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Saturday, 17 February, 2001, 14:57 GMT
How to vote
If you meet the requirements to be a voter, the electoral returning officer will send you an official polling card about a week before the election.
This contains your name, address, electoral registration number, date of voting and the address of your polling station.
Voting in the UK is not compulsory, as it is in some countries.
In addition, you do not have to vote in person - see Postal and proxy voting.
Assuming you do wish to vote in person, you do not have to take the card with you on election day but it speeds up the process.
The 45,000 polling stations in the UK are open from 0700 until 2200. When you arrive, you show your card to one of the clerks - if you do not have it then you will be looked up on the electoral register.
Not quite secret ballot
Your name will then be crossed off and the clerk will give you a ballot paper stamped with an official mark.
It also contains a serial number, which means that your vote is not in fact completely secret as it is possible, though illegal, to trace all votes to the people who cast them.
The purpose of the serial number is to stop impersonation of voters and electoral fraud.
The ballot paper lists all the candidates in alphabetical order of family name.
What's on the ballot paper?
Candidates belonging to parties registered with the Electoral Commission also have their official party description and - a new development since 1997 - a party logo.
Other candidates must describe themselves as Independent or leave the box beside their name blank.
There is an exception for the speaker of the House of Commons, who is allowed to use "speaker seeking re-election" as a description.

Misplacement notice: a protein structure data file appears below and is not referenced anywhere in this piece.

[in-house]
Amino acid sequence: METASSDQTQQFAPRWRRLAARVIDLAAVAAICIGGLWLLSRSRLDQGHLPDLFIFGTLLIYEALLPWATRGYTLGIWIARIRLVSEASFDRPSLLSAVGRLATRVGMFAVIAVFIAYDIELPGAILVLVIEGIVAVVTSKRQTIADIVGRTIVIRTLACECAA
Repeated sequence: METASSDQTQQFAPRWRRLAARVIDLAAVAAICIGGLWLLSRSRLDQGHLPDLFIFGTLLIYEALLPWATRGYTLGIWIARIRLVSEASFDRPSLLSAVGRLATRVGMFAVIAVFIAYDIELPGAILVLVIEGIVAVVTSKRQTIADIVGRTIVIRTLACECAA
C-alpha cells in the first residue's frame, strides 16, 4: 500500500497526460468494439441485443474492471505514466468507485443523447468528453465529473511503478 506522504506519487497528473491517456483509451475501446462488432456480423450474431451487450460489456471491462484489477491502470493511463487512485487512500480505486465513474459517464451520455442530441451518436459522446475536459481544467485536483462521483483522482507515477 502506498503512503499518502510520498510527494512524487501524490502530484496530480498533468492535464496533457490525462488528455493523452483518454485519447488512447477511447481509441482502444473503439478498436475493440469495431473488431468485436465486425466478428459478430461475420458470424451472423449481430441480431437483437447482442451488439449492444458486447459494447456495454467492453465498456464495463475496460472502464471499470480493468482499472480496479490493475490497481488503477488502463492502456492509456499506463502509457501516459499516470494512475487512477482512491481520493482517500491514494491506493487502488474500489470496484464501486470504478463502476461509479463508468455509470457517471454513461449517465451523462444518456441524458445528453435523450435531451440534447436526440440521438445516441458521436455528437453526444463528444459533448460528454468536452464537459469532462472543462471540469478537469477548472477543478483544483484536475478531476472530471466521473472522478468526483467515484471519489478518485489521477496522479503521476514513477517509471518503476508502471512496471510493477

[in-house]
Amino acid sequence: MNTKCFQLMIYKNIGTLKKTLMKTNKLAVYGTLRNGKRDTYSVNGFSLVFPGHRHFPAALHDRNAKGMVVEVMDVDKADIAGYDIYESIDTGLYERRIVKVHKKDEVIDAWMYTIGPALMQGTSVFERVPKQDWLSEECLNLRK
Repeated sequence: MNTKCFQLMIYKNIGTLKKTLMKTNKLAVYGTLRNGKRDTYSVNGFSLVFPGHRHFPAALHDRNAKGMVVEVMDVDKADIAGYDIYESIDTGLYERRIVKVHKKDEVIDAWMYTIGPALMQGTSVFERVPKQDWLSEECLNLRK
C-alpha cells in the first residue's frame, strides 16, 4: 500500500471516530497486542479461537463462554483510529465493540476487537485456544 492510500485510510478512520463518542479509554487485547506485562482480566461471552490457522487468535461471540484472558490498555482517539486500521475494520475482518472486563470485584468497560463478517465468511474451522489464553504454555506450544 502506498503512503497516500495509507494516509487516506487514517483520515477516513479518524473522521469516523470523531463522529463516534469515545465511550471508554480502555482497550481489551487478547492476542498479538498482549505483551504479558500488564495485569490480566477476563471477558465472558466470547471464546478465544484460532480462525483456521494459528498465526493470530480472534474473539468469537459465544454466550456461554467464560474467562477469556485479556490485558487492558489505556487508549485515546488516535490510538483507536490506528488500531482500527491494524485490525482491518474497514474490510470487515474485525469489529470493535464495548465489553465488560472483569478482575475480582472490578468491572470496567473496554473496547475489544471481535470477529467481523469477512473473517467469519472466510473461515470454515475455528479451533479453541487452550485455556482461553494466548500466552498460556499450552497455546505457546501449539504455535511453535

In addition, each polling station must now be equipped with a special device that creates a ballot paper for use by visually impaired voters.
X marks the spot
You take the paper into a secret polling booth and cast your vote by marking an X against the candidate for whom you wish to vote.
In a UK parliamentary election, you can only vote for one candidate.
Making any mark other than an X might mean your vote is not counted and people who make a mistake should ask for a fresh ballot paper.
When you have finished, you fold the paper and show the official stamp to the presiding officer before placing it in the ballot box.
The votes from each polling station remain in their boxes until voting ends. They are then taken to a central location in each constituency and counted.
Representatives of the parties usually wait outside polling stations and ask people for their polling number.
The parties can then use this information to make sure that their known supporters have actually voted - if not, they can be reminded.
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